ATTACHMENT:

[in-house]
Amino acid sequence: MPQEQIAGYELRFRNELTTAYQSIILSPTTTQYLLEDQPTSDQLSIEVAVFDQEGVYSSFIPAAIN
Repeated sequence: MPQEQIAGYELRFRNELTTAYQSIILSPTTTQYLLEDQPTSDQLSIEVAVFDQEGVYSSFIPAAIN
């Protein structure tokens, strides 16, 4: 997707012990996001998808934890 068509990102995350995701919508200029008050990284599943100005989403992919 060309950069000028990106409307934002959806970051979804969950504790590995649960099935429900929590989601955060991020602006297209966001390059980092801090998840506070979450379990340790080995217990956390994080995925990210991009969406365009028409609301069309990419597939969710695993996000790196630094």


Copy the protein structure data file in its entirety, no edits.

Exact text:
[in-house]
Amino acid sequence: MPQEQIAGYELRFRNELTTAYQSIILSPTTTQYLLEDQPTSDQLSIEVAVFDQEGVYSSFIPAAIN
Repeated sequence: MPQEQIAGYELRFRNELTTAYQSIILSPTTTQYLLEDQPTSDQLSIEVAVFDQEGVYSSFIPAAIN
């Protein structure tokens, strides 16, 4: 997707012990996001998808934890 068509990102995350995701919508200029008050990284599943100005989403992919 060309950069000028990106409307934002959806970051979804969950504790590995649960099935429900929590989601955060991020602006297209966001390059980092801090998840506070979450379990340790080995217990956390994080995925990210991009969406365009028409609301069309990419597939969710695993996000790196630094």